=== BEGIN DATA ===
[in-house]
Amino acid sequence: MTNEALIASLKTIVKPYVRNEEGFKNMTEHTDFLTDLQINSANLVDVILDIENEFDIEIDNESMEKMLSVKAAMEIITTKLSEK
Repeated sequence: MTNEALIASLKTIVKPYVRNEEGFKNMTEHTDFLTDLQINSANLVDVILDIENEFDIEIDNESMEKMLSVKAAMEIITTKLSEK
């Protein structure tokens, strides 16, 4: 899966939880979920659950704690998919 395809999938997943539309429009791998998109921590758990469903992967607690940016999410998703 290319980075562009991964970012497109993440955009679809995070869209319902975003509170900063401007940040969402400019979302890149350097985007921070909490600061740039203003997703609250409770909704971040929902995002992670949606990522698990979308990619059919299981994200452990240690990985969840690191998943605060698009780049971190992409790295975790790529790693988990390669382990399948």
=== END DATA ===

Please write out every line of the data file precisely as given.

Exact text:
[in-house]
Amino acid sequence: MTNEALIASLKTIVKPYVRNEEGFKNMTEHTDFLTDLQINSANLVDVILDIENEFDIEIDNESMEKMLSVKAAMEIITTKLSEK
Repeated sequence: MTNEALIASLKTIVKPYVRNEEGFKNMTEHTDFLTDLQINSANLVDVILDIENEFDIEIDNESMEKMLSVKAAMEIITTKLSEK
């Protein structure tokens, strides 16, 4: 899966939880979920659950704690998919 395809999938997943539309429009791998998109921590758990469903992967607690940016999410998703 290319980075562009991964970012497109993440955009679809995070869209319902975003509170900063401007940040969402400019979302890149350097985007921070909490600061740039203003997703609250409770909704971040929902995002992670949606990522698990979308990619059919299981994200452990240690990985969840690191998943605060698009780049971190992409790295975790790529790693988990390669382990399948």